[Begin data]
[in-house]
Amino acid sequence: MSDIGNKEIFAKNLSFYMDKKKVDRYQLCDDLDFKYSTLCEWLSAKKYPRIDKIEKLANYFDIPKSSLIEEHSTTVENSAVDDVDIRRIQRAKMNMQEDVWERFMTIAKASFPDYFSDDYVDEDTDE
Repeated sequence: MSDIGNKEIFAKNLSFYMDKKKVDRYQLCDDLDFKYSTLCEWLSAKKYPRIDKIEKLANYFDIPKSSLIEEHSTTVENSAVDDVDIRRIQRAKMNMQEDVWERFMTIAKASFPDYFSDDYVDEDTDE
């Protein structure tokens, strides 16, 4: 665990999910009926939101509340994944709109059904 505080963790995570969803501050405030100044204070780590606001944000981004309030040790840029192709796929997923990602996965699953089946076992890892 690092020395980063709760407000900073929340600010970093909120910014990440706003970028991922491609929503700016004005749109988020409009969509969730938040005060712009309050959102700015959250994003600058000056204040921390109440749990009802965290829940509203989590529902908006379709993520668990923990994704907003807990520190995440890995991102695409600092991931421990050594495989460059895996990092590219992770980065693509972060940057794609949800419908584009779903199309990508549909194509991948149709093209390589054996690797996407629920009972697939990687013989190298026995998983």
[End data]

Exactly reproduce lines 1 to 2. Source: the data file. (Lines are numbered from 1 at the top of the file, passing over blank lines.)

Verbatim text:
[in-house]
Amino acid sequence: MSDIGNKEIFAKNLSFYMDKKKVDRYQLCDDLDFKYSTLCEWLSAKKYPRIDKIEKLANYFDIPKSSLIEEHSTTVENSAVDDVDIRRIQRAKMNMQEDVWERFMTIAKASFPDYFSDDYVDEDTDE